In the real economic world, as an employer or employee, this is turning into a nightmare. I am genuinely scared.

I think we can only apply the word successful with hindsight. It's too early to say if they have pulled the rabbit out the hat again, however I can't possible see how you can solve a debt crisis with more debt.

History will judge whether the policy decisions have been successful or not.

However if your staff are relying on Christmas (bonuses?) to pay the bills I find it hard to believe that you are saying current actions have been successful.

Pity your not a banker you could have a big wad of taxpayer cash and payout big bonuses to your staff. Your in the wrong business.

Edit spelling.

Edited by interestrateripoff

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I think we can only apply the word successful with hindsight. It's too early to say if they have pulled the rabbit out the hat again, however I can't possible see how you can solve a debt crisis with more debt.

History will judge whether the policy decisions have been successful or not.

However if you staff are relying on Christmas (bonuses?) to pay the bills I find it hard to believe that you are saying current actions have been successful.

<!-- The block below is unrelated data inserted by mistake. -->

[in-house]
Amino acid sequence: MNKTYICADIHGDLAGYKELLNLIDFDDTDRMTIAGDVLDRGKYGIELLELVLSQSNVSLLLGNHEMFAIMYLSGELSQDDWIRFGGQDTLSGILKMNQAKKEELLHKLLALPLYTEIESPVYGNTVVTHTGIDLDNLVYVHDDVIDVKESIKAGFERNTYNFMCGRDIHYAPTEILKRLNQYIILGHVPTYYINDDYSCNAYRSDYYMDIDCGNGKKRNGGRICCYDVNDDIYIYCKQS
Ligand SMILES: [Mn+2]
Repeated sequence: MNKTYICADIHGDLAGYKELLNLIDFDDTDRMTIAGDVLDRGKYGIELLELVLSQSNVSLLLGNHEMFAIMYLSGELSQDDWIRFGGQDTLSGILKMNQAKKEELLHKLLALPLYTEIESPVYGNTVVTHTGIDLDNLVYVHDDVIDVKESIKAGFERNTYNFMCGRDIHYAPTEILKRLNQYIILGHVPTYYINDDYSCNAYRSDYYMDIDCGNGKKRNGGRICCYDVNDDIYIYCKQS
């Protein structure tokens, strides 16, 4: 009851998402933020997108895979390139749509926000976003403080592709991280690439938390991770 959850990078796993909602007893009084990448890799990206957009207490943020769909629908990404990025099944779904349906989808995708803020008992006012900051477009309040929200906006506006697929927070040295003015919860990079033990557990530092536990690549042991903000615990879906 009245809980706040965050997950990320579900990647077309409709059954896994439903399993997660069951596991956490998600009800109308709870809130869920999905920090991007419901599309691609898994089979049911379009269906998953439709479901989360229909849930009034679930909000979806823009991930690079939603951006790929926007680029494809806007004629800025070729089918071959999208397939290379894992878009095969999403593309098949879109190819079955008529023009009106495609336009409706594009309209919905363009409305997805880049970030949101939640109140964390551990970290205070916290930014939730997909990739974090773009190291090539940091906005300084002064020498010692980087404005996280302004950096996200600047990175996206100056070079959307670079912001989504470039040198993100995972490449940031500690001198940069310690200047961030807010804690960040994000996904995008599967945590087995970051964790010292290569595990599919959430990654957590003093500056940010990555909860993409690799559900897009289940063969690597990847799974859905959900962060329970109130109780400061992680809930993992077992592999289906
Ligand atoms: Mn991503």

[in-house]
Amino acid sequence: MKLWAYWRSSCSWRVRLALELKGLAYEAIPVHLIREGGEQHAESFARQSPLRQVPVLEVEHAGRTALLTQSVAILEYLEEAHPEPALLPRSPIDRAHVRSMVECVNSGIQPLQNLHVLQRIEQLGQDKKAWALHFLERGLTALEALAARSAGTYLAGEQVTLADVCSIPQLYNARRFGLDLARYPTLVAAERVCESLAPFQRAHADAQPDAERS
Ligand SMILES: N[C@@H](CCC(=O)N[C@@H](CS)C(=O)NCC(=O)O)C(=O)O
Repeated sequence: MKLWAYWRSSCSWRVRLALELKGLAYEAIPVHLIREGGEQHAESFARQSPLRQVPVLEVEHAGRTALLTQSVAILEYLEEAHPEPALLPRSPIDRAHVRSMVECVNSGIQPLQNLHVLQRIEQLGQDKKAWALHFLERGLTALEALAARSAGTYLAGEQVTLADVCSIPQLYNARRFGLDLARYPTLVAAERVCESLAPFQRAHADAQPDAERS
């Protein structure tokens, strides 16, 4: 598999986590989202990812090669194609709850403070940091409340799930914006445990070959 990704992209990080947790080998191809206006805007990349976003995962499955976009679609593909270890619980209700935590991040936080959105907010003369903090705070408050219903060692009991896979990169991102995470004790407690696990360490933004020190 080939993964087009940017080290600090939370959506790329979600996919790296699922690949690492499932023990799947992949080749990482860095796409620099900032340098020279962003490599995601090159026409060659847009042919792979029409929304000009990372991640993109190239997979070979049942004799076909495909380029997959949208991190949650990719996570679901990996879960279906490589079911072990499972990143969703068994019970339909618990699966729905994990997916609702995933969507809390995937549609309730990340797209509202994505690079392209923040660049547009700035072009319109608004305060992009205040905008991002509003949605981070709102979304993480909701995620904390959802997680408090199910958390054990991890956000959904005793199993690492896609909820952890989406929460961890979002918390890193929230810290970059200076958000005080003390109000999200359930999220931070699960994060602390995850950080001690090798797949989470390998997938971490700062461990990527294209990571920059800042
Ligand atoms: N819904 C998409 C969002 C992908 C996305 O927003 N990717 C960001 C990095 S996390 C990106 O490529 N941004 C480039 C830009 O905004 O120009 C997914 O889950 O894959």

Pity your not a banker you could have a big wad of taxpayer cash and payout big bonuses to your staff. Your in the wrong business.

Quite right, IRRO. How do you define the word "successful" to the current economic mess?

When I was a child, I remember watching Final Score on Grandstand. In the Scottish Cup, the announcer said "Stirling Albion 20 - Selkirk 0". I recall that as if it were yesterday because of the incredulity in the announcer's voice.

If Selkirk had scored 10 against Stirling Albion's 20, would that have been considered a successful day for the Selkirk's attack? Maybe, but in the round, it was still a humiliation and an embarassment.

Fast forward to 2009, is the UK the new Selkirk and are foreign investors the new Stirling Albion?

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I am of the opinion that the depression will last between 2008 and 2012 at the earliest.

I'll define "depression" by a 10% fall in nominal GDP over that time. Obviously, that'll be more when inflation-adjusted (or less if deflation-adjusted - take your pick).